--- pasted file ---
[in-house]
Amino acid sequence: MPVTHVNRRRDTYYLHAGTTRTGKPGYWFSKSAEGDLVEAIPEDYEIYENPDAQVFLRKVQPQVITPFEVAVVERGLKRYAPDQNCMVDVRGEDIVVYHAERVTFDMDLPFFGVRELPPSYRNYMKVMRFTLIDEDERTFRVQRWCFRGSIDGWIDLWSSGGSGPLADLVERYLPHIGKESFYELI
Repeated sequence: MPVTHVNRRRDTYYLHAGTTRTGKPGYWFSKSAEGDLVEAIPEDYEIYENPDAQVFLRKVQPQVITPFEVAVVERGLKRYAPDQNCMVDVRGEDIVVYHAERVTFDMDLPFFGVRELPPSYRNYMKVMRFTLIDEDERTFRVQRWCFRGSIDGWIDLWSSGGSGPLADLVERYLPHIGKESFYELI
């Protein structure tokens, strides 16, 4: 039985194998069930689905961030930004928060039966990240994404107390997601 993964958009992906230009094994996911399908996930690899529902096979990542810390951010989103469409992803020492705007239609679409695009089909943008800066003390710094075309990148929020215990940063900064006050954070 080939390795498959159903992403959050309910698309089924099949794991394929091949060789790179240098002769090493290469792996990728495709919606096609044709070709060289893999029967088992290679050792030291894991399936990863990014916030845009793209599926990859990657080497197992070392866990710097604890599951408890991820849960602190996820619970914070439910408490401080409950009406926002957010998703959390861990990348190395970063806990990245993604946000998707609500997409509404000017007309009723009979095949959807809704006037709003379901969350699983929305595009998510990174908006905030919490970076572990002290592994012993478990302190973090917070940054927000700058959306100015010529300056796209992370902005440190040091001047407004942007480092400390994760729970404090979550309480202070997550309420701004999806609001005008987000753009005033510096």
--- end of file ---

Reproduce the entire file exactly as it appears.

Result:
[in-house]
Amino acid sequence: MPVTHVNRRRDTYYLHAGTTRTGKPGYWFSKSAEGDLVEAIPEDYEIYENPDAQVFLRKVQPQVITPFEVAVVERGLKRYAPDQNCMVDVRGEDIVVYHAERVTFDMDLPFFGVRELPPSYRNYMKVMRFTLIDEDERTFRVQRWCFRGSIDGWIDLWSSGGSGPLADLVERYLPHIGKESFYELI
Repeated sequence: MPVTHVNRRRDTYYLHAGTTRTGKPGYWFSKSAEGDLVEAIPEDYEIYENPDAQVFLRKVQPQVITPFEVAVVERGLKRYAPDQNCMVDVRGEDIVVYHAERVTFDMDLPFFGVRELPPSYRNYMKVMRFTLIDEDERTFRVQRWCFRGSIDGWIDLWSSGGSGPLADLVERYLPHIGKESFYELI
């Protein structure tokens, strides 16, 4: 039985194998069930689905961030930004928060039966990240994404107390997601 993964958009992906230009094994996911399908996930690899529902096979990542810390951010989103469409992803020492705007239609679409695009089909943008800066003390710094075309990148929020215990940063900064006050954070 080939390795498959159903992403959050309910698309089924099949794991394929091949060789790179240098002769090493290469792996990728495709919606096609044709070709060289893999029967088992290679050792030291894991399936990863990014916030845009793209599926990859990657080497197992070392866990710097604890599951408890991820849960602190996820619970914070439910408490401080409950009406926002957010998703959390861990990348190395970063806990990245993604946000998707609500997409509404000017007309009723009979095949959807809704006037709003379901969350699983929305595009998510990174908006905030919490970076572990002290592994012993478990302190973090917070940054927000700058959306100015010529300056796209992370902005440190040091001047407004942007480092400390994760729970404090979550309480202070997550309420701004999806609001005008987000753009005033510096």